The new characters include Dani Núñez (Arienne Mandi), Micah Lee (Leo Sheng), Sarah Finley (Jacqueline Toboni, who we wrote about a lot here when she was starring in Grimm), Sophie Suarez (Rosanny Zayas, from Orange Is the New Black), Tess Van De Berg (trans actress Jamie Clayton, Sense 8), Pierce Williams (trans actor Brian Michael Smith, Queen Sugar), and a host of others.
Rosie O'Donnell, Rosanna Arquette and Griffin Dunne all have recurring roles. Arquette and O'Donnell also starred on The L Word.
So, the good news is that season 2 is smoother, sharper and a touch more emotionally relatable than season 1. We know these folks better now, and we have stopped yearning for the old series' characters (well, except for Papi and Carmen). These are indeed people we know and we believe who they are and what they want. And we like them (mostly) and want to know where they go next.
One of the big shocks of this new season is Shane. Who knew she would become a focal point and be so... together and centered? It's been quite the journey, watching her, well, grow up. But as always, we are drawn to her sensuality, and her love life is always going to be the stuff of water cooler morning after gossip.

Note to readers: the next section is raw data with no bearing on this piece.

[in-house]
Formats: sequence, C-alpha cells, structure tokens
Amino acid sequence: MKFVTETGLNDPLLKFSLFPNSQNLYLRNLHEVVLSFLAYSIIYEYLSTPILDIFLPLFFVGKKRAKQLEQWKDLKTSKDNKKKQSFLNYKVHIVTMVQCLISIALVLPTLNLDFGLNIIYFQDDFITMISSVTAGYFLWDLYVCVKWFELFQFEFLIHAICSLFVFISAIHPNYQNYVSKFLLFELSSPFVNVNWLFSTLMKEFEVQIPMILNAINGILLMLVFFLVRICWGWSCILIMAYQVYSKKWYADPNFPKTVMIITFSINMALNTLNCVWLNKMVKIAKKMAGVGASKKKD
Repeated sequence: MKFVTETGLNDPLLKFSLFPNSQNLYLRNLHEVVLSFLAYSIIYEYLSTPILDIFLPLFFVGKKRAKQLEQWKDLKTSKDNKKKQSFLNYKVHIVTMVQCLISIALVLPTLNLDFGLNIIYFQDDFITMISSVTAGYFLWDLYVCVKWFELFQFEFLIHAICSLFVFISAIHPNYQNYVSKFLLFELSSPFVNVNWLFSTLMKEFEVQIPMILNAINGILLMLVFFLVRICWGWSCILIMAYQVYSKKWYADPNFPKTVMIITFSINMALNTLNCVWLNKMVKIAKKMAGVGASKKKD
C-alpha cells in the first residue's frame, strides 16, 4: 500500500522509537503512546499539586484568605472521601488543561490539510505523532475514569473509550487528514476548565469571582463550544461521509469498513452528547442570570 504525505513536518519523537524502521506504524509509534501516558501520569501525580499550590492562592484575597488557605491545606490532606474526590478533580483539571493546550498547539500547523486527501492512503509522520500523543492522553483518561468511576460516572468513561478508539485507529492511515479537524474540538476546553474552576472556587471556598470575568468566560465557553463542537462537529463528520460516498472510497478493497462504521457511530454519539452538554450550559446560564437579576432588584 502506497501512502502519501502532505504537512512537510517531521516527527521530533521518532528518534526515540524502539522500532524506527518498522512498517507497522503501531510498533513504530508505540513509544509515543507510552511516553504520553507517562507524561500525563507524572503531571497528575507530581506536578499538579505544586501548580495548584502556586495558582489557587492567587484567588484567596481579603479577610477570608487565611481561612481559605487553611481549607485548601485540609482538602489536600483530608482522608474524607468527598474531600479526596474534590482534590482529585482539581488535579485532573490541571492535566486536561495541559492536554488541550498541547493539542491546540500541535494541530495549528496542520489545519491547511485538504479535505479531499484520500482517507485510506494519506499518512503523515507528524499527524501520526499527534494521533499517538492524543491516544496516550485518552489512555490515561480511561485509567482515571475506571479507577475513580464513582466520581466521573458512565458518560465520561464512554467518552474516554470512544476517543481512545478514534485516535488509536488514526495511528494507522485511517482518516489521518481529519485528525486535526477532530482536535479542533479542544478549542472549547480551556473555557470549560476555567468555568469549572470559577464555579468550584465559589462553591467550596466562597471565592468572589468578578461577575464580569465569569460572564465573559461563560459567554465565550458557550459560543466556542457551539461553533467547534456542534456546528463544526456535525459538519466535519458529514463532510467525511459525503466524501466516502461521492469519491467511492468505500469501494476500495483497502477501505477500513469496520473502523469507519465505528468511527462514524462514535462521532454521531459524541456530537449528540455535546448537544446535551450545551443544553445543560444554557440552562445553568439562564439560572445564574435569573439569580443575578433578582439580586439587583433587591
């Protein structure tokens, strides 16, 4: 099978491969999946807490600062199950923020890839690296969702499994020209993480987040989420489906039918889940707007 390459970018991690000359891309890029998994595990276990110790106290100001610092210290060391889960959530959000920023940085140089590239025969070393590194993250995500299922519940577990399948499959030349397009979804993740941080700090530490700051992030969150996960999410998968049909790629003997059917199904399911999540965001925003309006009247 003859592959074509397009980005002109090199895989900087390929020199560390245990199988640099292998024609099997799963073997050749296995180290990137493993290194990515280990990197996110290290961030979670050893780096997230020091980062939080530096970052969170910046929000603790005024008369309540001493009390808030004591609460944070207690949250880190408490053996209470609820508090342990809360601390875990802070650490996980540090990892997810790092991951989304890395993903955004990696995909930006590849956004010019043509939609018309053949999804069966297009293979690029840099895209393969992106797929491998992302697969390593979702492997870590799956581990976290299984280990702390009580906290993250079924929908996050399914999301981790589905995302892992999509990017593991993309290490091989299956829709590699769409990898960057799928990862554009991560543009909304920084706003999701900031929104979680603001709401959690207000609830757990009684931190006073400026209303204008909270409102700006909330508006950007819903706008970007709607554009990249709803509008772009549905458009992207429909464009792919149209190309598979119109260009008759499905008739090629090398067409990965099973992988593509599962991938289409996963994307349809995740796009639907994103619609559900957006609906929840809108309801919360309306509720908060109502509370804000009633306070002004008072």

As in the original series, we are pulled into these characters' lives as they fall in and out of love while looking for a landing —or launch— pad. These are women and men who are driven to succeed while also searching for the missing pieces to fill out their lives.
Finley, the sexy butch star of this series, is also trying to extricate herself from her deeply religious (and suffocating) upbringing. There is a lot of baby mama drama from a few characters and so many exes populate the cast that at times it feels a bit like a Russian novel. But it's fresh and a lot of fun and very popcorn-worthy.
This is a really solid cast. The new characters (who are repeatedly referred to as "diverse" by Showtime; stop that, please!) are the center, not adjuncts tacked onto the people we loved (and sometimes hated) for six seasons. Season 2 is now streaming on Showtime, but you do need to watch season 1 first.